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This article in JEQ

  1. Vol. 29 No. 2, p. 603-611
    Received: Feb 11, 1999

    * Corresponding author(s): agordon@evbhort.uoguelph.ca
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Quantity and Quality of Autumnal Litterfall into a Rehabilitated Agricultural Stream

  1. Maren Oelbermann and
  2. Andrew M. Gordon *
  1. Dep. of Environmental Biology, Univ. of Guelph, Guelph, ON N1G 2W1 Canada.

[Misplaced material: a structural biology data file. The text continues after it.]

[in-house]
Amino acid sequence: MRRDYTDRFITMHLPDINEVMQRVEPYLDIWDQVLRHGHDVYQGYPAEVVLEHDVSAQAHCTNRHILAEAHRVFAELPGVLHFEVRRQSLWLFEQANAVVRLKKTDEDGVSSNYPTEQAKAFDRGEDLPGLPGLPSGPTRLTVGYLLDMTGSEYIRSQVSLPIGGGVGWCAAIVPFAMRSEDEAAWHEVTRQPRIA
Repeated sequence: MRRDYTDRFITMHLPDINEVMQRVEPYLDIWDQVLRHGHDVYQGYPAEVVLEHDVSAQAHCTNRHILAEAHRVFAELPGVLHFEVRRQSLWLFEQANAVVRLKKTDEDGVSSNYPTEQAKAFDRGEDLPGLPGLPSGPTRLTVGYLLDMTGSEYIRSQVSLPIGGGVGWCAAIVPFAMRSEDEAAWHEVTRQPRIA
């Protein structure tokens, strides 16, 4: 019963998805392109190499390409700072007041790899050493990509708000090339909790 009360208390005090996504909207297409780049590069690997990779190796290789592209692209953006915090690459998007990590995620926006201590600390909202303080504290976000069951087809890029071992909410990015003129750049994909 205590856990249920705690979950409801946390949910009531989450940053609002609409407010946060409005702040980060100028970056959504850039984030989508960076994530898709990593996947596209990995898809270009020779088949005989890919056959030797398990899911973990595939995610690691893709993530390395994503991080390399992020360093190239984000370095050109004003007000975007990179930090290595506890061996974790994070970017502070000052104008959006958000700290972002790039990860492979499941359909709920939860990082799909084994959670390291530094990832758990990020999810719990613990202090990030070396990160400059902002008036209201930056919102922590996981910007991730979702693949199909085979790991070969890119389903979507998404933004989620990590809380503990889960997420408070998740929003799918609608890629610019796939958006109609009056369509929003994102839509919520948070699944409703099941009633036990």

Litterfall from riparian vegetation is a major source of nutrients for stream invertebrates. However, replacement of riparian forests with agricultural crops may result in reduced litter quantity and quality and therefore severely affect stream trophic structure. Litterfall inputs and their associated N flux were measured in 1996 and 1997 at Washington Creek, an agriculturally degraded stream in southern Ontario, Canada. Litterfall varied significantly (p < 0.05) among three treatment areas, with varying tree densities (3.14, 2.43, and 2.17 trees m−2, respectively) and land use. Litterfall was highest (1611 kg ha−1 yr−1) in sections with a wide buffer zone, although it was significantly less (p < 0.05) compared with litterfall in a mature riparian zone (= control, 3238 kg ha−1 yr−1). Leaves represented similar proportions of total litterfall at both the rehabilitated (91.7%) and control (98.2%) site. Litterfall varied significantly (p < 0.05) among trap orientation for both 1996 and 1997 litter collections and was highest in traps oriented south-west (the predominating wind direction) and perpendicular to the stream. Total N flux varied significantly (p < 0.05) among treatment areas of the rehabilitated site and the mature riparian zone. A higher N flux was found in treatment areas with a wide buffer zone directly adjacent to intensely cropped agricultural fields. This suggests that trees in the riparian zone may be intercepting agricultural runoff and enhancing water quality by converting NO3-N runoff to organic forms of N in canopy components. A leaf litter C:N ratio of 32:1 at the rehabilitated site suggests that N may be readily available for stream invertebrates and higher trophic levels.

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